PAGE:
In colonial New England, the “necessary” was the room where you took care of necessary bodily functions — in other words, the toilet, restroom, lavatory, bathroom, latrine, powder room — pick your favorite term. (Off-topic but interesting: Why are there so many words for the same place?) The people in charge of these facilities appear to believe that they have to supply information to those who use them, as you see in this sign, which states what I would have thought was fairly obvious:

 

 

 

 

 

 

 

 

Okay, is there someone out there who thinks leaving the door open is standard procedure? I should point out that this restroom is right next to the eating area of a small café. You can hear people munching through the closed (and locked) door when you’re inside, and I guess the people outside occasionally hear you. So is a reminder really necessary? Plus, the first statement cries out for a direct object (“before you use the facilities” or something similar). I’d also like to see a period after “Thank you,” which isn’t, I admit, a sentence but seems to need closure.

Onward and ungrammatically upward, as in capital letters:

The sign wants to direct your throwing arm (actually, hand, according to the illustration), but the sign writer throws capital letters around at random. Also note the absence of a period at the end of the sentence — which really is a sentence.

One more:

 

 

 

 

 

 

 

 

Aren’t restrooms constructed for “conducting personal hygiene practices”? Isn’t that the whole point? This beauty, by the way, sat atop a sink. I washed my hands anyway. I hope everyone else does, too. It’s necessary.

 

Do Me a Favor

English can’t do without “do,” a small but important verb. All by itself, “do” means “perform, act, or achieve” or “to be suitable or acceptable.” With another verb, “do” creates questions (“Do you like my new sofa?”), emphasis (“I do like it!”) or negation (“I do not hate the color.”) And then there’s “do” in the world of signs, where it shows up in odd or unnecessary places:

 

 

 

 

 

 

Why not “we repair” all those things? The only way this sign makes sense to me is if it is a response to customers complaining that the shop sells all that stuff and then leaves them on their own to figure out why the audio is supersonic and the video invisible. “You should fix these things,” I hear imaginary enraged clients shouting. In this scenario, “we do repair” is an attempt to shut down accusations.

And then there’s this sign:

 

 

 

 

 

 

 

 

Okay, “waxing” is a gerund here, a verb-noun hybrid (the Prius of the grammar world). With “waxing” as a gerund, the verb “do” technically makes sense, because “waxing” is a direct object. This usage still sounds strange to me, though. Yet “we wax” sounds odd also.  To me, “we do waxing” comes across as a boast about some sort of mind-altering, illegal substance: “Cocaine is so 1980s! We do waxing at parties!” Forget about the sign for a minute. Isn’t the whole concept of waxing weird?  Can’t people just shave or stay hairy? But I digress. “We do waxing” should probably be “we offer waxing” or “hair-removal via wax offered here.”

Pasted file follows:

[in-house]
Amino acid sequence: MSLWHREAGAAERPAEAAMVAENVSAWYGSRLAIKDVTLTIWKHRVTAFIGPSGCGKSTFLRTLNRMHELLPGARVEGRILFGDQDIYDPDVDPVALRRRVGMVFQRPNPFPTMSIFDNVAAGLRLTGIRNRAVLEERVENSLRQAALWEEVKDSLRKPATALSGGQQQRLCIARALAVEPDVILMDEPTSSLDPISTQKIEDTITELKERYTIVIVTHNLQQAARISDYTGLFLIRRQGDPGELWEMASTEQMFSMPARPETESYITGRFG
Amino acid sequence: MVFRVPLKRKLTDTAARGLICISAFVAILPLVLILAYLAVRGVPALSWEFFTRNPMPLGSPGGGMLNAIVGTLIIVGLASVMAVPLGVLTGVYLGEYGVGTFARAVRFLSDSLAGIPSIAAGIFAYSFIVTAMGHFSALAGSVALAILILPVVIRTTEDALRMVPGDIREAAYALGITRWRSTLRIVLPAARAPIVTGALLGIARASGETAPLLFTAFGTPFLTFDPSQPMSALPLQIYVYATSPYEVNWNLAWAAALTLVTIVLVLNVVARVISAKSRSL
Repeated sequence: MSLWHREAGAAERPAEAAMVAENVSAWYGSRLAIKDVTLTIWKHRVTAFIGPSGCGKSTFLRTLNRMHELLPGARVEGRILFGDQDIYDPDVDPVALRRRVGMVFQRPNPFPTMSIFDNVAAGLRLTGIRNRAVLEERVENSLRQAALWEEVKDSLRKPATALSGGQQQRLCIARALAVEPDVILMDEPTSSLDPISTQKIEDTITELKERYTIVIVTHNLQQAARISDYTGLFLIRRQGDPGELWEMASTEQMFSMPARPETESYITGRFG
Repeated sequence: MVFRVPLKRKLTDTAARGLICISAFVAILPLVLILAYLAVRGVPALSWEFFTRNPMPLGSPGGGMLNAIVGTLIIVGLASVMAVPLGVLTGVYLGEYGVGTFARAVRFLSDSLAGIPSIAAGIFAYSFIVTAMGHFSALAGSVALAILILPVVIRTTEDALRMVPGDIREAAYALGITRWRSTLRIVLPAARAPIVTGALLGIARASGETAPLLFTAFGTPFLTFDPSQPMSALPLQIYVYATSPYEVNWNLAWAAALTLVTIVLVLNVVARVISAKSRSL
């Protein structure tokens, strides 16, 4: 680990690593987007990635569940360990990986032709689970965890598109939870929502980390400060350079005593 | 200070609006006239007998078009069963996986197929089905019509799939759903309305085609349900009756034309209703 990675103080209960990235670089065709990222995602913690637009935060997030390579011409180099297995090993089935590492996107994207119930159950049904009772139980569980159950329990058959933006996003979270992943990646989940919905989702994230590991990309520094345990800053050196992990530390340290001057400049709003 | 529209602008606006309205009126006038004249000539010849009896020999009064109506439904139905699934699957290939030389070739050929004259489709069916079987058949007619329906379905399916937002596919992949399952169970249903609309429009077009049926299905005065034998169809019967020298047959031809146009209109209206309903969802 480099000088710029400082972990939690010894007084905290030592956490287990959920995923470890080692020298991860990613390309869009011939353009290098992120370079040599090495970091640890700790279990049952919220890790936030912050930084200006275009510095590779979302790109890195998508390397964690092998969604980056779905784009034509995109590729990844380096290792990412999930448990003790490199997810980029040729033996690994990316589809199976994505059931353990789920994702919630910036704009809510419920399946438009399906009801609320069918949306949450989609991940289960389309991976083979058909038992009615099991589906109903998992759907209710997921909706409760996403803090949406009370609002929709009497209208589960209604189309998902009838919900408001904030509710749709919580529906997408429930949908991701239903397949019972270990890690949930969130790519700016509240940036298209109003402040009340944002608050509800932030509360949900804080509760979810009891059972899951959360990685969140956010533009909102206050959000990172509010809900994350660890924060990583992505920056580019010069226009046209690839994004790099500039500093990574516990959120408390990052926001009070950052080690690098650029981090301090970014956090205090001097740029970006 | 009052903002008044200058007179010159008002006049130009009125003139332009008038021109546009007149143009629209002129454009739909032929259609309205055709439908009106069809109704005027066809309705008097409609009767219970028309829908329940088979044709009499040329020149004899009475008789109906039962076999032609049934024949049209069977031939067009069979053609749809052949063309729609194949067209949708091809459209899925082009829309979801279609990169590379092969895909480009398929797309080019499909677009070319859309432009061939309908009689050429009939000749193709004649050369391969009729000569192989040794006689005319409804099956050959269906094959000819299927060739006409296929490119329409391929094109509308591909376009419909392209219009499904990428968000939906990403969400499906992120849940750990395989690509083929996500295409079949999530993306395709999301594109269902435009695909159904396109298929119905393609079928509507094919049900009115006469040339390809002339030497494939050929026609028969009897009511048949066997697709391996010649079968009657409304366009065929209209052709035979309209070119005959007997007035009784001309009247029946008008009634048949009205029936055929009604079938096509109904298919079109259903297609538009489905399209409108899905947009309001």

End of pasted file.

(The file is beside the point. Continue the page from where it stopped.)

One more:

 

This sign makes sense, because “massage” is a noun in this sentence (which even has a period! be still my beating, grammatical heart!). Even so, it’s part of the trend that pushes the main action into the direct-object role and inserts an unnecessary verb. I’d rather see something like “we massage backs.”

A final comment: Why “we”? If the store is advertising something, shouldn’t you assume that the employees aren’t sending you to “they” — the repair, waxing, or massage emporium down the block? “We do” want to know, so if you have any theories, post them. And do me a favor: Don’t “do” unless you have to.

 

Whatevers of the World, Unite!

I’ve written before about the modern custom of calling employees anything but. (See http://www.grammarianinthecity.com/?p=546.) Staples has “team members” (with customers as the opponent?) and Walmart has “associates.”  This trend appears to be gaining strength. Note these signs posted in a food store near me:

 

 

 

 

 

 

 

 

 

 

 

 

The first one is a lie, judging by my experience, because the elevator has never actually functioned when I’m in the store. The second seems ominous; crew members entering their “quarters” are really on their way out of the building. Perhaps that’s why the elevator doesn’t work.

But let’s hear it for Starbucks, which displays this chalkboard:

I wonder if this employee’s 401K reflects her status as “partner.”  Somehow I doubt it; in fact, I doubt that she has a 401K or any other retirement plan from the coffee chain. And what’s with “quarter”? They can’t find an employee — sorry — partner of the month? I also like that she’s encouraged to show leadership “through” her peers. “Show through”? Like the crew being shown through the exit?

Lest you think I yearn for simpler times with older terms for workers, I should point out this sign is also problematic:

And the tradeswomen go where?

 

 

 

 

 

 

 

 

Leave aside for a moment the fact that “tradeswomen” are out of luck. Focus on the verb. The air of command in “will use” admits no possibility that someone delivering food, services, a baby, or whatever will disobey the sign and enter the same place as the front-door worthy. The sign is prescriptive, yes, but also it presumes to be predictive. Must be nice to see the future so clearly, as a crew member, a partner, a tradesman or a whatever.